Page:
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This week, work has consisted of a variety of tiny jobs, $45 here, $35 there, everything in a “post-machine translation editing” format. I haven’t delved deeply into any particular scientific subject. Maybe it's the season, the coronavirus, or even the nature of the translation industry at play. It's definitely a game of patience for me, the freelance translator.
I DID work on two separate projects that, when compared, got me reflecting on the impact of the source on the outcome of literal translation.
The first job involved an informed consent form where literal translation was clearly the name of the game, from conception of the source to end product. The client, when creating the original ICF in French, took the time to choose clear, easy-to-understand words. It wanted to ensure that the potential participant would understand the text, no matter their reading level,* and that the translations in English (perhaps other languages??) would be as literal as possible, leaving only a small margin for generating differences in meaning. This job was a pleasure to translate, as a result.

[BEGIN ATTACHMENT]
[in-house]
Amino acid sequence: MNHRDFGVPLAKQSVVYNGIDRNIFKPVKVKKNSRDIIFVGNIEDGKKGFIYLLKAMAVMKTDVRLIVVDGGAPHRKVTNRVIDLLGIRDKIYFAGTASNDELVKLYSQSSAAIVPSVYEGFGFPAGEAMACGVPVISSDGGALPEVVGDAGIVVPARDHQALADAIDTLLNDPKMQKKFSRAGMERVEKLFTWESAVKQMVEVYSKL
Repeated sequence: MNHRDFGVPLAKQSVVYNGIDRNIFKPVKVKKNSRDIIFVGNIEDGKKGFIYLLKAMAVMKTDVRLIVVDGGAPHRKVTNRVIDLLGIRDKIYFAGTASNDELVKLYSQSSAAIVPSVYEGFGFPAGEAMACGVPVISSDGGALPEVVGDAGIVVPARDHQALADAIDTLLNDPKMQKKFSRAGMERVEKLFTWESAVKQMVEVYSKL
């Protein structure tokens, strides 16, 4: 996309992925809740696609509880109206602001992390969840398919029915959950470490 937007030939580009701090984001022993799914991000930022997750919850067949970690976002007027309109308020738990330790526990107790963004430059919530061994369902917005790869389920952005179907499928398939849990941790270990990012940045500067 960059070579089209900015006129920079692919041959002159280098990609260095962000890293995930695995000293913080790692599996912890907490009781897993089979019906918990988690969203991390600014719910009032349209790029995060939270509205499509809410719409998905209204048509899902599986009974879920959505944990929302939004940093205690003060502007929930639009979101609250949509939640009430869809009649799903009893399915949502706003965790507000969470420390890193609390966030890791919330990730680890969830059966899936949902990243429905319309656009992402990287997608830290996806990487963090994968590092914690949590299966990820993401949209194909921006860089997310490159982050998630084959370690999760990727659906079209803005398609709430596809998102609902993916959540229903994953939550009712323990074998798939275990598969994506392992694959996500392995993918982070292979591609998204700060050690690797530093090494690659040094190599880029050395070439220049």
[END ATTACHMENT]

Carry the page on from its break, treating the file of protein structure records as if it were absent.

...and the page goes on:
The other was a back-translation for, what appeared to be, an excerpt from a speech or presentation. The way a back-translation works is that I read the translation (this one was from EN to FR) without the source and I translate it back into English. Afterwards, the agency and client compare the end result to see if the translation introduced any errors in meaning or omitted information.
After performing my translation, I read the source and quickly assessed that it was not meant to be taken literally, word for word. As I said, it was from an oral presentation, and the speaker had used colloquialisms; he/she had taken a very conversational tone. So, my translation, being quite literal as per the job’s instructions, sounded much more formal than the source. More like a scientific article. Luckily, there were, in my opinion, no major deviations apart from the tone. With this type of job, that’s what matters most to the client.
All translators know that literal translations have their place, but are not always necessary. Ultimately, the meaning must be consistent with the source. Aside from that, the client and agency will haggle over subjective differences.
* The client stated that the translation would be for a 12-year-old reading level.